Anniston in Calhoun County, Alabama — The American South (East South Central)
Greyhound Bus Station Protest, May 14, 1961
—Anniston Civil Rights Trail —
This was the site of the Greyhound bus terminal where on May 14, 1961, a bus carrying black and white Civil Rights Activists known as "Freedom Riders" was attacked by a mob of whites who were protesting desegregation of public transportation facilities.
As the Riders remained on board, the mob hit the bus with bats and pipes, slashed its tires, and shouted insults. After local law enforcement intervened, the bus departed for Birmingham.
Inset photo: Protestors at Greyhound Bus Station. Photograph courtesy Public Library of Anniston and Calhoun County.
Six miles outside Anniston on Alabama Highway 202, the Greyhound bus that had been attacked earlier by a mob of white extremists on this site was forced to stop because of a deflated tire. The pursuing mob intensified its attack and set the bus on fire, forcing the riders to depart. On board were "Freedom Riders" who were testing Boynton v. Virginia, the Supreme Court decision that segregation of public transportation was illegal.
After federal intervention at the site of the burning bus, the injured Riders were transported by ambulance to Anniston Memorial Hospital. The violence prompted a federal investigation.
Location. 33° 39.484′ N, 85° 49.879′ W. Marker is in Anniston, Alabama, in Calhoun County. Marker is on Gurnee Avenue north of West 10th Street, on the right when traveling north. Touch for map. Marker is at or near this postal address: 1031 Gurnee Avenue, Anniston AL 36201, United States of America.
Other nearby markers. At least 8 other markers are within walking distance of this marker. The Murder of Willie Brewster, July 15, 1965 (within shouting distance of this marker); The Human Relations Council (about 500 feet away, measured in a direct line); Trailways Bus Station Attack (approx. 0.2 miles away); Trailways Attack (approx. 0.2 miles away); Anniston Public Library Desegregation (approx. 0.2 miles away); Tyrus Raymond Cobb (approx. ¼ mile away); Calhoun County World War I Memorial (approx. ¼ mile away); Anniston World War (approx. 0.3 miles away). Touch for a list and map of all markers in Anniston.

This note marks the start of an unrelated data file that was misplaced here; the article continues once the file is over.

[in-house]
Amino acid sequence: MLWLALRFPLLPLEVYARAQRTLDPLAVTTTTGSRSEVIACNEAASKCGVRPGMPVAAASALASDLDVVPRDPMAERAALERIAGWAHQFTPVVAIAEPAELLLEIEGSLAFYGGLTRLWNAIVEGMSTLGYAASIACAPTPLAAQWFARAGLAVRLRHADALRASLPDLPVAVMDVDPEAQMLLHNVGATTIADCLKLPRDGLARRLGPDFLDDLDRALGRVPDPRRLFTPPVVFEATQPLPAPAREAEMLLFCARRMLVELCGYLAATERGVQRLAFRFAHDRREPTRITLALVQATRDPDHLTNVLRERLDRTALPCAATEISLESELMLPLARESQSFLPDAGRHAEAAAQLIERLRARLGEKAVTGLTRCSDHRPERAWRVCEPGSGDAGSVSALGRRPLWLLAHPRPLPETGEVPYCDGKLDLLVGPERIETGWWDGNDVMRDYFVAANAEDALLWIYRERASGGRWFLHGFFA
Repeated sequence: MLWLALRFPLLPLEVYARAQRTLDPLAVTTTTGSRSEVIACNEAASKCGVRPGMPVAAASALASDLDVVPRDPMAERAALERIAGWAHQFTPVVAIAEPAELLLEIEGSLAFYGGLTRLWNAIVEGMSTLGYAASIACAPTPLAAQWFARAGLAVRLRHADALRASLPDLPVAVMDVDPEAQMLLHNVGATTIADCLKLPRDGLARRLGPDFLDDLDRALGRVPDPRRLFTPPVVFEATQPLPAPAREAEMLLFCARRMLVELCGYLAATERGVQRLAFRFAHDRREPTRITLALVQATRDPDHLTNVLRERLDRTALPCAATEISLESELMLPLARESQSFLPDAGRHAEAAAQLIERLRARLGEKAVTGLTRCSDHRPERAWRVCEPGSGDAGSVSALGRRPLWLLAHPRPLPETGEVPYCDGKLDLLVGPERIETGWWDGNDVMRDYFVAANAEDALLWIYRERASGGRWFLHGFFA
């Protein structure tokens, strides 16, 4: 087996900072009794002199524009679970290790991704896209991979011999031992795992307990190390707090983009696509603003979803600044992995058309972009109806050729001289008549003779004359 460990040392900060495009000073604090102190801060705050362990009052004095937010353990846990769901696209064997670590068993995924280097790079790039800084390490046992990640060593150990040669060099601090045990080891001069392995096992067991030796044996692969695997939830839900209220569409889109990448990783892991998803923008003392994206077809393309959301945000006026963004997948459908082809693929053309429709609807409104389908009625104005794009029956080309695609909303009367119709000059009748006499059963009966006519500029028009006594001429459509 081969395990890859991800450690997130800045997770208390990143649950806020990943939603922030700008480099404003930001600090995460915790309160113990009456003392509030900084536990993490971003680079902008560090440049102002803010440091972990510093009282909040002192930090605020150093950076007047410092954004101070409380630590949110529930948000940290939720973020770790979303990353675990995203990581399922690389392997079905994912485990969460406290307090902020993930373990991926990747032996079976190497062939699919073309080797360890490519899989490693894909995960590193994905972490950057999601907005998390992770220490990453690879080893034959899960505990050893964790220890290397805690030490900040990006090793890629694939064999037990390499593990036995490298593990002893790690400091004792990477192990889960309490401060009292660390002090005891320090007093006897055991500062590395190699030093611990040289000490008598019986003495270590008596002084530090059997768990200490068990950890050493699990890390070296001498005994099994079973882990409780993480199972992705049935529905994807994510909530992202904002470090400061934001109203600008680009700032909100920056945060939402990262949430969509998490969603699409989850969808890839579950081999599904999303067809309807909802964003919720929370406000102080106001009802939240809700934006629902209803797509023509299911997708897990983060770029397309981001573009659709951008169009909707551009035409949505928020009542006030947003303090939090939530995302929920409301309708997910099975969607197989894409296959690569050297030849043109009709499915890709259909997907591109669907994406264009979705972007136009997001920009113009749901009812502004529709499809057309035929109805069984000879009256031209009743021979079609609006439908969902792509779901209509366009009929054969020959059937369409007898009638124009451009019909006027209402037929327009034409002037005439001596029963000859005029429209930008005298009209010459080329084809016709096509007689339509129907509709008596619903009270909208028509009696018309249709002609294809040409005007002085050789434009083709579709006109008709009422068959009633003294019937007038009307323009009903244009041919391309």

Regarding Greyhound Bus Station Protest, May 14, 1961. In January 2017, President Obama leveraged the Antiquities Act of 1906 and proclaimed two historic sites in Calhoun County, Alabama, as the “Freedom Riders National Monument,”, part of the National Park Service, the nation’s first national monument dedicated
Related marker. Click here for another marker that is related to this marker.
Also see . . .
1. Freedom Riders ambushed: Vintage photos of Alabama's headlines on May 15, 1961 (AL.COM). (Submitted on August 6, 2017, by Mark Hilton of Montgomery, Alabama.)
2. Wikipedia article on the Freedom Riders. (Submitted on August 6, 2017, by Mark Hilton of Montgomery, Alabama.)
3. Anniston Civil Rights Trail Map (.pdf). (Submitted on August 6, 2017, by Mark Hilton of Montgomery, Alabama.)
4. The Freedom Riders, Then and Now from the Smithsonian Magazine. (Submitted on August 6, 2017, by Mark Hilton of Montgomery, Alabama.)
Categories. • African Americans • Civil Rights • Roads & Vehicles •
Credits. This page was last revised on August 9, 2017. This page originally submitted on August 6, 2017, by Mark Hilton of Montgomery, Alabama. This page has been viewed 100 times since then and 14 times this year. Photos: 1, 2, 3, 4. submitted on August 6, 2017, by Mark Hilton of Montgomery, Alabama.